Sarah’s tent: Isaac brought her into the tent of his mother Sarah, and he married Rebekah. So she became his wife, and he loved her; and Isaac was comforted after his mother’s death. — Genesis 24:67
The Torah portion for this week, Chayei Sarah, which means “the life of Sarah,” is from Genesis 23:1—25:18 and the Haftorah is from 1 Kings 1:1–31.
Nothing can replace the loss of a loved one. But it’s common to feel some degree of comfort when a new love is found – like a new spouse, friend, or baby. So it’s not surprising Scripture tells us in Genesis 24:67 that “Isaac was comforted after his mother’s death” after he married Rebekah. However, the Jewish sages tell us that Isaac was comforted by much more than the love of his wife. With Rebekah’s entrance into Isaac’s tent, a part of Sarah returned, too.
Jewish tradition teaches that while Sarah was alive there were three constant miracles in her home. The first miracle was that the candles Sarah lit on Friday night to welcome the Sabbath kept burning throughout the week until it was time to light them again. The second wonder was a blessing in Sarah’s dough — the bread she baked never got stale or moldy (no preservatives added!). The third miracle in Sarah’s tent was that God’s Clouds of Glory always rested above her tent. There was always a palpable presence of God.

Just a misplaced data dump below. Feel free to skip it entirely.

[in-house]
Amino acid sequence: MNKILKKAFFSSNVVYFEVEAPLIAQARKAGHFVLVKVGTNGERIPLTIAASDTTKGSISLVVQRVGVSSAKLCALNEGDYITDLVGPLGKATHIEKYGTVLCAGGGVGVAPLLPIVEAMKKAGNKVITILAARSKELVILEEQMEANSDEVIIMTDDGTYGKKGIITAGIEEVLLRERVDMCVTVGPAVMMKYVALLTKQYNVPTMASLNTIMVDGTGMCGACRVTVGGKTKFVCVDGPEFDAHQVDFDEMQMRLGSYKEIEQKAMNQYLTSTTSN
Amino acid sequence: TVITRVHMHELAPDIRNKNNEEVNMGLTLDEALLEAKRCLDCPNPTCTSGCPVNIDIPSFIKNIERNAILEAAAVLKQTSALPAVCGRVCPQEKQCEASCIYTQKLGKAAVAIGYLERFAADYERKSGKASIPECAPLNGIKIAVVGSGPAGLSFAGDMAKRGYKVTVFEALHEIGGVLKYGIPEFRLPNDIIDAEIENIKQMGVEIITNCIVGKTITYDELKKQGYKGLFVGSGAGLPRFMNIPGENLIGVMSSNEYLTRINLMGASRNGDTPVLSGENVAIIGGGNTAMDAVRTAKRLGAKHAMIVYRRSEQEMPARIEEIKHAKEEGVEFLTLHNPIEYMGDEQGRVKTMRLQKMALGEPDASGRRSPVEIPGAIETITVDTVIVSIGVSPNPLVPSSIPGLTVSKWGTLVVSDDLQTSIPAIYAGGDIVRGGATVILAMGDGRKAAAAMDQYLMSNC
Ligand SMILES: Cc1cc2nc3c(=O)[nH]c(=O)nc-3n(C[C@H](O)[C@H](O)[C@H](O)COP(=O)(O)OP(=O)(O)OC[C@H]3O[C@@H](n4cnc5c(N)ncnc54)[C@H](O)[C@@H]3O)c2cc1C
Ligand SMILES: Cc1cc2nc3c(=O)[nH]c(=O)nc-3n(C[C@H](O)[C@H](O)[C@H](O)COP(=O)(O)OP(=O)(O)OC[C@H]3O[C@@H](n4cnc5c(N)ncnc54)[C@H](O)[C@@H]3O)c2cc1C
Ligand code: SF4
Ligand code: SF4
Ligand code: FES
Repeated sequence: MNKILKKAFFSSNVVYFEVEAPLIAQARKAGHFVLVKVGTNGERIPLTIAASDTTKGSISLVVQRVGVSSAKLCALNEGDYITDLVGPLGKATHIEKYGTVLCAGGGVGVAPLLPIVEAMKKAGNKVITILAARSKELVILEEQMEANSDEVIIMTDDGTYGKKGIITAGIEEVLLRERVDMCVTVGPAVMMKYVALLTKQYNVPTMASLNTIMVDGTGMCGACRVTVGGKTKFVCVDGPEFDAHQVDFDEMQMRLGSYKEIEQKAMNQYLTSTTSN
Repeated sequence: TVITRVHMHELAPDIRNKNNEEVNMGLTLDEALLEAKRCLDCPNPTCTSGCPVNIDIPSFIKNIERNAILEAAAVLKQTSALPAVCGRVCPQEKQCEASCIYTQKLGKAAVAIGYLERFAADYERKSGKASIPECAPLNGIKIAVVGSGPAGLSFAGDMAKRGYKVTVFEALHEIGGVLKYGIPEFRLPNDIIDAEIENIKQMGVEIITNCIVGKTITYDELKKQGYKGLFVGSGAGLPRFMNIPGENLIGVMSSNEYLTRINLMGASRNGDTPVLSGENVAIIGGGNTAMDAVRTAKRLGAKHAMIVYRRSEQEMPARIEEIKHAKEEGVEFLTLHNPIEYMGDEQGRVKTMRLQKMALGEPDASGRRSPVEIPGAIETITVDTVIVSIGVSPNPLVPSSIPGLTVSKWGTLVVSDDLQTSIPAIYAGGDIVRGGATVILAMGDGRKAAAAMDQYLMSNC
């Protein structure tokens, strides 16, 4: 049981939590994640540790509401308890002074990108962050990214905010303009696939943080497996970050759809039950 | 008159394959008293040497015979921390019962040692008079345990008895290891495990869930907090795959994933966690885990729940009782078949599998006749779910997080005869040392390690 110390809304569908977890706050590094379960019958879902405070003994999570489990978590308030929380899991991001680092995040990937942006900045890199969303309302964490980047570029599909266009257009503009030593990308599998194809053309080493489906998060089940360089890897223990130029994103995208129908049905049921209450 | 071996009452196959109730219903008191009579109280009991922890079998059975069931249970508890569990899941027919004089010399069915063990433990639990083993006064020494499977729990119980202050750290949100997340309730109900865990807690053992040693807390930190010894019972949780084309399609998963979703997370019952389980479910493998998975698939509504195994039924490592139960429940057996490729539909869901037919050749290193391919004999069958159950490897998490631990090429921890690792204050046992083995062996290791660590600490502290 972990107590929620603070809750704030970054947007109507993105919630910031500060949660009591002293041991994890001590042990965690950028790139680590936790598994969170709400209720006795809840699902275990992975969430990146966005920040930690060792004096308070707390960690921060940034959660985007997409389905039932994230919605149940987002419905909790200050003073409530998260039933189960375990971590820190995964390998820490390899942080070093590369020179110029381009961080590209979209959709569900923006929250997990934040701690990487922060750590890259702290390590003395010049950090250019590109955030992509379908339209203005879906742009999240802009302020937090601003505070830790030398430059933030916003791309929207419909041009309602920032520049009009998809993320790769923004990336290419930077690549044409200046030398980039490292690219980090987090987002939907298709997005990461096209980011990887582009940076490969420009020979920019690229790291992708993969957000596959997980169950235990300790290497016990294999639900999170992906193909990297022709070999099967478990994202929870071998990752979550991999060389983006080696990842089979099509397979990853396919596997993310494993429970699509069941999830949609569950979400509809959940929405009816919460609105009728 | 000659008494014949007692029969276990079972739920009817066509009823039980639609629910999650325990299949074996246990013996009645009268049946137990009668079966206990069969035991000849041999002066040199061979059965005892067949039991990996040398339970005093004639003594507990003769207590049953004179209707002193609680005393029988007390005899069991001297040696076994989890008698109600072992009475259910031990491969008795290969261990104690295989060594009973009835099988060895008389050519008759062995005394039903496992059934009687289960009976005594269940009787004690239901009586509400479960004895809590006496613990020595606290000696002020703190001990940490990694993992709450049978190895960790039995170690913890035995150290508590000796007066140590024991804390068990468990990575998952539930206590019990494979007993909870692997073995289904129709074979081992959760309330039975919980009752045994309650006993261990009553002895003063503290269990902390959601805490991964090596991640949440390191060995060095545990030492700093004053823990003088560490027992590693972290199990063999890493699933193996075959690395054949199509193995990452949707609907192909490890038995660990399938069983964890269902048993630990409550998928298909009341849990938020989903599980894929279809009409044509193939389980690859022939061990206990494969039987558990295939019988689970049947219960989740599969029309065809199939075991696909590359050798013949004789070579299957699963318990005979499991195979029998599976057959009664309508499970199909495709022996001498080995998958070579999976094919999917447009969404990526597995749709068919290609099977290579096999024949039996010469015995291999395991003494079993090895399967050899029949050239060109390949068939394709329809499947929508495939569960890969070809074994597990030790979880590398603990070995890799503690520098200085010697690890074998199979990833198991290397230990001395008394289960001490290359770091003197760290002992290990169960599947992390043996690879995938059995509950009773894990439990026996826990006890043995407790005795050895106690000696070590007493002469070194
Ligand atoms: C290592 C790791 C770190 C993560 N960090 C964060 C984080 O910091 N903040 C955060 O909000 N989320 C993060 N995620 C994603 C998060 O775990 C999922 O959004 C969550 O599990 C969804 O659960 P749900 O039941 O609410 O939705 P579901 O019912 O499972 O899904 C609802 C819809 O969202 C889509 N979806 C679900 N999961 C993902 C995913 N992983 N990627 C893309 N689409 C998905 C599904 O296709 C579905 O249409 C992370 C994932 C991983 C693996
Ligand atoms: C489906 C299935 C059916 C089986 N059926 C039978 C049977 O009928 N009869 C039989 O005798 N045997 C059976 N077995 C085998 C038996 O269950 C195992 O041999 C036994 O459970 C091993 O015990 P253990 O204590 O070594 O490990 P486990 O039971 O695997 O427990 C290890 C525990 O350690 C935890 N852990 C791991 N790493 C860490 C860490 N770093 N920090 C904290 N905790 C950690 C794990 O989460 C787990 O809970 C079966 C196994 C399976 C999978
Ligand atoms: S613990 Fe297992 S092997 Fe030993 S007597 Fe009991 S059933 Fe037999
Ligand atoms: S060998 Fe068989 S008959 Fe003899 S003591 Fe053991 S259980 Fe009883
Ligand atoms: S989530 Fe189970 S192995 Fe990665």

When Sarah left this world, the miracles left, too. Isaac was left with a gaping hole that wasn’t just the result of losing his mother; he had also lost a mentor, a teacher, and a spiritual giant. But when he married Rebekah he found much of what he had lost. The sages teach that when Rebekah came into Sarah’s tent, the miracles came back, too.
Now, the great wonders that were present in the homes of both Sarah and Rebekah were not random gifts from the Almighty. These gifts simply reflected on the outside the spirit that lived on the inside of the home.
The lasting candlelight was the result of the light that the matriarchs brought into their homes with their warmth, understanding, and insight. Their homes were a place where a person was welcomed, encouraged, and enlightened. The fresh bread was a reflection of the enthusiasm and vigor that the matriarchs brought to serving God every day. Their homes were a place of rejuvenation and inspiration. Finally, the Clouds of Glory were symbolic of God’s constant presence in the matriarchs’ homes. They spoke of Him, prayed to Him, and managed their home according to His ways.
We can make our homes like Sarah’s and Rebekah’s, too. We can make it a place of love and light, a space where people can find rest and be revived. We can make it a godly space that reminds people of God. And just as Sarah’s tent was open on all four sides, making it a welcoming place for strangers and family alike, we can also make our homes an inviting place for God and all who enter.